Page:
sharks swimming in open water

Investigating bycatch risk in the Western Pacific tuna longline fishery


Bycatch is the incidental catch of non-target species during fishing activities, such as sharks, turtles, or marine mammals. Bycatch is a major concern in tuna longline fisheries globally, and several bycaught species are currently classified as vulnerable, endangered, and critically endangered. Yet, bycatch remains a little understood problem and we lack critical information on the relationship between fishing behavior and bycaught species. 

The status quo in fisheries management is to assume that bycatch is linear to the amount of fishing effort, yet this assumption ignores key ecological and economic realities. The ecology of bycaught species affects their risk of being caught and the impact to the population, and the economics of the fishery suggests that fishers may deliberately avoid species that have higher associated costs (e.g. a protected species that may incur a fine) and not-avoid or even target species of value (e.g. sharks). These economic drivers of bycatch are often overlooked, but can be distinguished by examining vessel behavior. Identifying the vessel behavior that indicates the unsustainable fishing of bycatch species is paramount to understanding the scale of the bycatch problem and to effectively target management interventions to remedy it.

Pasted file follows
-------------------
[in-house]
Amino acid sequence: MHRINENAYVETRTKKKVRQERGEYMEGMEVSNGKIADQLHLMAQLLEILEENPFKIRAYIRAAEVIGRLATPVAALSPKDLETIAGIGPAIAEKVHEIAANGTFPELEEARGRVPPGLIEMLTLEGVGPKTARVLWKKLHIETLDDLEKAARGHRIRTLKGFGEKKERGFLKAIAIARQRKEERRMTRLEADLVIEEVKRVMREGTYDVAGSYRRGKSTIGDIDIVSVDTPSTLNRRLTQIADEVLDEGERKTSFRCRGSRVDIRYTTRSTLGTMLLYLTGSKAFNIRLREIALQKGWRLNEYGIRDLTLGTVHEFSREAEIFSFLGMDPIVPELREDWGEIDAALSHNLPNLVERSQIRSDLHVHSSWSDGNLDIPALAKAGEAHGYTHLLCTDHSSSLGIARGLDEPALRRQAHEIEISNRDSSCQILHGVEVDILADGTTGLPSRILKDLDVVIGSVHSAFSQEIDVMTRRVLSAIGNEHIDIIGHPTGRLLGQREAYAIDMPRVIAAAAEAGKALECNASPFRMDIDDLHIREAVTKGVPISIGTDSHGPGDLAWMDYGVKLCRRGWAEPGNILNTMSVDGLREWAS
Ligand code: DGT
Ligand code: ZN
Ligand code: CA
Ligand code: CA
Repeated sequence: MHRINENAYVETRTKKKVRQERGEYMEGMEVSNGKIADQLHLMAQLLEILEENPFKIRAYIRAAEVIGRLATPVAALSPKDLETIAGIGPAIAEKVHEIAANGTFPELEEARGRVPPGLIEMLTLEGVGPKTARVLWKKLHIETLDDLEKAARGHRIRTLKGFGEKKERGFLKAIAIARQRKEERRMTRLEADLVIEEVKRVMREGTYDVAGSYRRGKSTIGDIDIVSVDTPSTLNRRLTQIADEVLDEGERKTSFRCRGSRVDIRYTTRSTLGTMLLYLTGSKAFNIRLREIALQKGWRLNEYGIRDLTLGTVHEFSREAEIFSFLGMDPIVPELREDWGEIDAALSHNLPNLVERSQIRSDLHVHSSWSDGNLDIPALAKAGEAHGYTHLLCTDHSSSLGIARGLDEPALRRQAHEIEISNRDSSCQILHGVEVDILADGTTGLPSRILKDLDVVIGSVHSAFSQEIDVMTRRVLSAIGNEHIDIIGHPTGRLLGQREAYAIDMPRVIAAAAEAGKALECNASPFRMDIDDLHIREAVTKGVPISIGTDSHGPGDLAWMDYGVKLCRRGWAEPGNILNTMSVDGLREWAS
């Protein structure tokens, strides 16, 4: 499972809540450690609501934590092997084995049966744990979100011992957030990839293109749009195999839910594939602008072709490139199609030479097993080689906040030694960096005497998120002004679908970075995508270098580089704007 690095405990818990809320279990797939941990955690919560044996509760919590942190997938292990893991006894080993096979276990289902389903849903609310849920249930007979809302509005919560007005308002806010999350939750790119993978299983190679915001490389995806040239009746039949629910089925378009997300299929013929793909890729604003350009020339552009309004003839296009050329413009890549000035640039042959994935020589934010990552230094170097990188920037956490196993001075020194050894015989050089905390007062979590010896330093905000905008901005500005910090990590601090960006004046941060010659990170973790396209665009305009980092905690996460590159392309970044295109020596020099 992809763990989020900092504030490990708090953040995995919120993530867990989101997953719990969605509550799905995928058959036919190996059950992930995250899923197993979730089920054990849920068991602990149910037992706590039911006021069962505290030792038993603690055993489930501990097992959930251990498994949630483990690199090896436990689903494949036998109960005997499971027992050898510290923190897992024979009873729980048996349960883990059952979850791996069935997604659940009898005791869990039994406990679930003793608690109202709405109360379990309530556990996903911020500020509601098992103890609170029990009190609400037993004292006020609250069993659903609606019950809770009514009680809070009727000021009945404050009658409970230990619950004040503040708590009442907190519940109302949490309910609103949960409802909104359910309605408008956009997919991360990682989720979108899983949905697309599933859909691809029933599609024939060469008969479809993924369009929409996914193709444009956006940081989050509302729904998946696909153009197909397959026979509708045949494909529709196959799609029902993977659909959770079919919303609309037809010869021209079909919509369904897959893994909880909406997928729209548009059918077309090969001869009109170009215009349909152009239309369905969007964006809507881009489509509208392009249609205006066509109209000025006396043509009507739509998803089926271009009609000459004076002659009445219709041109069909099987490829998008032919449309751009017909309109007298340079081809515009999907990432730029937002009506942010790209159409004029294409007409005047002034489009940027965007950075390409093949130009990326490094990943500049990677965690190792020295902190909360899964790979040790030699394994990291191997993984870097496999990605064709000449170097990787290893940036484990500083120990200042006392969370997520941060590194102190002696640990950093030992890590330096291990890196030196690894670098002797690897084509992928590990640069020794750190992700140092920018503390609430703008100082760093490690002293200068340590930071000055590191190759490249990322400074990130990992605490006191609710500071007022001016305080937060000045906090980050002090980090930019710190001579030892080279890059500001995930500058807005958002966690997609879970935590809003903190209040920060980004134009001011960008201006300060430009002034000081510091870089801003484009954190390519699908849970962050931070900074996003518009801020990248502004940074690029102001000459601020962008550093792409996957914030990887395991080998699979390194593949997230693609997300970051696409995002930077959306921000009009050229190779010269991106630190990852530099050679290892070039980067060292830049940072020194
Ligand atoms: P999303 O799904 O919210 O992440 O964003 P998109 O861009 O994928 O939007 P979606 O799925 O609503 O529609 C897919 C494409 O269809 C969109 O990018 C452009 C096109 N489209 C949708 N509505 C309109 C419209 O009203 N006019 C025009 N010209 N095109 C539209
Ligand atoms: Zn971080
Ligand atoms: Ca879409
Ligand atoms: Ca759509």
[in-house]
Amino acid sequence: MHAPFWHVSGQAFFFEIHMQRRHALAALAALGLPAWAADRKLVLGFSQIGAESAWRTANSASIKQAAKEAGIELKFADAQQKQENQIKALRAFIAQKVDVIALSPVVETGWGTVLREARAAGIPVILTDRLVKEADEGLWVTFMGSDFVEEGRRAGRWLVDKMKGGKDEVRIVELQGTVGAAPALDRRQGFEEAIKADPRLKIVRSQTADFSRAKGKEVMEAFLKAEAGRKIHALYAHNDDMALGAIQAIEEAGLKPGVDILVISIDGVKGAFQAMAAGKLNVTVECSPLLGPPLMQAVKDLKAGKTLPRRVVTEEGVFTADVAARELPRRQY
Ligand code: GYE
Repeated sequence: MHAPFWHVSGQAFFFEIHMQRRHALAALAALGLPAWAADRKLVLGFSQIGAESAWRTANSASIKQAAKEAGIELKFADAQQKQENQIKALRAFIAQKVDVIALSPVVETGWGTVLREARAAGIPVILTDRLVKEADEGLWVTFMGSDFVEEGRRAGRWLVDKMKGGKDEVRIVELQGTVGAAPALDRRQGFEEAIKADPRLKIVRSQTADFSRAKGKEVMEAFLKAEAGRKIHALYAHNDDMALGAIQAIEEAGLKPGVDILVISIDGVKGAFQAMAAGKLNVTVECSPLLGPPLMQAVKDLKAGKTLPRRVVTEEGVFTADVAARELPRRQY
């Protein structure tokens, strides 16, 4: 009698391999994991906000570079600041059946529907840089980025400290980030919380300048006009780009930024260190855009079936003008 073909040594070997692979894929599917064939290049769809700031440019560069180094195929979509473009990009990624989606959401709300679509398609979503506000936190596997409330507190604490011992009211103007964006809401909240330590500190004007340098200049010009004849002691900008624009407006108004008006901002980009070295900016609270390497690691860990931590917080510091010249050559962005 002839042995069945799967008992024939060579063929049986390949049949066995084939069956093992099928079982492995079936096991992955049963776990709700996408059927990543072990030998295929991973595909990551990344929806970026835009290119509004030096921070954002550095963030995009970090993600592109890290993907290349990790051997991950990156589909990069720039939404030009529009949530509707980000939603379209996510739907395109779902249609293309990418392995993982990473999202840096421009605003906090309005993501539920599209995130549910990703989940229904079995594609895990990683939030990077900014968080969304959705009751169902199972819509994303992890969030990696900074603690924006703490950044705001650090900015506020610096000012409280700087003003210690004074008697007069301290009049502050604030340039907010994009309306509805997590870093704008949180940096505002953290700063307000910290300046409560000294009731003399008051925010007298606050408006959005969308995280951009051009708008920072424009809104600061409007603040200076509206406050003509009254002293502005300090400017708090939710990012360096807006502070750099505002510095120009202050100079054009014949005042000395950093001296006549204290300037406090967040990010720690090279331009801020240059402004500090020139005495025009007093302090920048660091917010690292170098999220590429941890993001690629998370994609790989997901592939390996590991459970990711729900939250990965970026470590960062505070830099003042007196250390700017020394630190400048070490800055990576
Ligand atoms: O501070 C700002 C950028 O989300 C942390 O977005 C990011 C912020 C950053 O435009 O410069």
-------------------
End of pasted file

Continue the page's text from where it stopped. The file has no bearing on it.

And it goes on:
We aimed to improve our understanding of how economic drivers, realized through vessel behavior, differentially impact target and bycatch species by developing a predictive model that can be used to identify vessels that are at risk of catching threatened bycatch species. Using literature and expert input, our team compiled a list of vessel characteristics and observed vessel behaviors associated with high risk bycatch fishing. We utilized the list of likely risk factors along with electronic monitoring, logbook, and onboard observer data, Global Fishing Watch vessel tracking data, and oceanographic data to train a predictive model to assess bycatch risk at the vessel level. This information allows stakeholders and fishery managers to design appropriate interventions and prioritize the strategic deployment of limited monitoring resources on at-risk vessels to address the bycatch problem. 


This project is a collaboration with The Nature Conservancy’s California Ocean’s Program and Global Fishing Watch.